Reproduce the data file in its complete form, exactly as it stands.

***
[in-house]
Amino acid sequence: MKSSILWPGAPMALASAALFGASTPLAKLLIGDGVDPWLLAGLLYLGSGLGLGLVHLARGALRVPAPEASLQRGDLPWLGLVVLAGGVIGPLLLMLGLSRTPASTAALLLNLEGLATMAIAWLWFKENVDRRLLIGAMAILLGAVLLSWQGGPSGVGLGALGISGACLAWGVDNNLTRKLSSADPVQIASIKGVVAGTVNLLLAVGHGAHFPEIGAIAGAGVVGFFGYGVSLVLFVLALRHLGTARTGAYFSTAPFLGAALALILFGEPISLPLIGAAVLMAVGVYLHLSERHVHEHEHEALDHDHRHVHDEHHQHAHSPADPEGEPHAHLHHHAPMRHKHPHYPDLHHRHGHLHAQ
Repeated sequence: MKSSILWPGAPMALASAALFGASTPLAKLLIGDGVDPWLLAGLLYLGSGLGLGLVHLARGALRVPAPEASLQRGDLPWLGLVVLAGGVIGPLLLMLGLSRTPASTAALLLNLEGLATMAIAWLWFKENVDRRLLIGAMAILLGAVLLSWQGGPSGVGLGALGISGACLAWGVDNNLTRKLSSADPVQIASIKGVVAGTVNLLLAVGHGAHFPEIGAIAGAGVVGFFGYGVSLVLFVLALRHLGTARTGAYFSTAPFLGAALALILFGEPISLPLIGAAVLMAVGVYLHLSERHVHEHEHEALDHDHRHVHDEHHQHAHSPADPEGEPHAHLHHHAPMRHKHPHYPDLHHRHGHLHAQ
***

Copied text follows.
[in-house]
Amino acid sequence: MKSSILWPGAPMALASAALFGASTPLAKLLIGDGVDPWLLAGLLYLGSGLGLGLVHLARGALRVPAPEASLQRGDLPWLGLVVLAGGVIGPLLLMLGLSRTPASTAALLLNLEGLATMAIAWLWFKENVDRRLLIGAMAILLGAVLLSWQGGPSGVGLGALGISGACLAWGVDNNLTRKLSSADPVQIASIKGVVAGTVNLLLAVGHGAHFPEIGAIAGAGVVGFFGYGVSLVLFVLALRHLGTARTGAYFSTAPFLGAALALILFGEPISLPLIGAAVLMAVGVYLHLSERHVHEHEHEALDHDHRHVHDEHHQHAHSPADPEGEPHAHLHHHAPMRHKHPHYPDLHHRHGHLHAQ
Repeated sequence: MKSSILWPGAPMALASAALFGASTPLAKLLIGDGVDPWLLAGLLYLGSGLGLGLVHLARGALRVPAPEASLQRGDLPWLGLVVLAGGVIGPLLLMLGLSRTPASTAALLLNLEGLATMAIAWLWFKENVDRRLLIGAMAILLGAVLLSWQGGPSGVGLGALGISGACLAWGVDNNLTRKLSSADPVQIASIKGVVAGTVNLLLAVGHGAHFPEIGAIAGAGVVGFFGYGVSLVLFVLALRHLGTARTGAYFSTAPFLGAALALILFGEPISLPLIGAAVLMAVGVYLHLSERHVHEHEHEALDHDHRHVHDEHHQHAHSPADPEGEPHAHLHHHAPMRHKHPHYPDLHHRHGHLHAQ